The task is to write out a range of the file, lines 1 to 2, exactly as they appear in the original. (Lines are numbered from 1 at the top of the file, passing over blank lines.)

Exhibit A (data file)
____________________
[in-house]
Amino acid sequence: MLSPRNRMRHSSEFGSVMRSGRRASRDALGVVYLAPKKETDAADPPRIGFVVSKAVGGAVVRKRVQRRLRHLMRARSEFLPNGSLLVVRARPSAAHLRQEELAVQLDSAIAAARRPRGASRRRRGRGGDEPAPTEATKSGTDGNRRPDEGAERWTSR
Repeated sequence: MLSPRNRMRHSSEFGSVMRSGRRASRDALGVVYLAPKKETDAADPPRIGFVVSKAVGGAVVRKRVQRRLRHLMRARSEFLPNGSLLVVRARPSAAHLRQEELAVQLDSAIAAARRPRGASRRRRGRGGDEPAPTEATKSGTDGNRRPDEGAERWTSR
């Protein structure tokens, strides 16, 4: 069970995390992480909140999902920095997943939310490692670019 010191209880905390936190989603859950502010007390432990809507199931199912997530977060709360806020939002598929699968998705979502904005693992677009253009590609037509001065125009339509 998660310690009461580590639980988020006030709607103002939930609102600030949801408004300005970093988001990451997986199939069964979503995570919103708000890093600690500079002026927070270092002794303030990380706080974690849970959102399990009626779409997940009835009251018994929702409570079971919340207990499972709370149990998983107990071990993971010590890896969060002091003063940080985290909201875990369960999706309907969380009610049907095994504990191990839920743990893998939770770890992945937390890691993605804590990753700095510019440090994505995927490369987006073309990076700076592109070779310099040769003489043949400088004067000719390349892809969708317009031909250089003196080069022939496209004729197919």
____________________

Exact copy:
[in-house]
Amino acid sequence: MLSPRNRMRHSSEFGSVMRSGRRASRDALGVVYLAPKKETDAADPPRIGFVVSKAVGGAVVRKRVQRRLRHLMRARSEFLPNGSLLVVRARPSAAHLRQEELAVQLDSAIAAARRPRGASRRRRGRGGDEPAPTEATKSGTDGNRRPDEGAERWTSR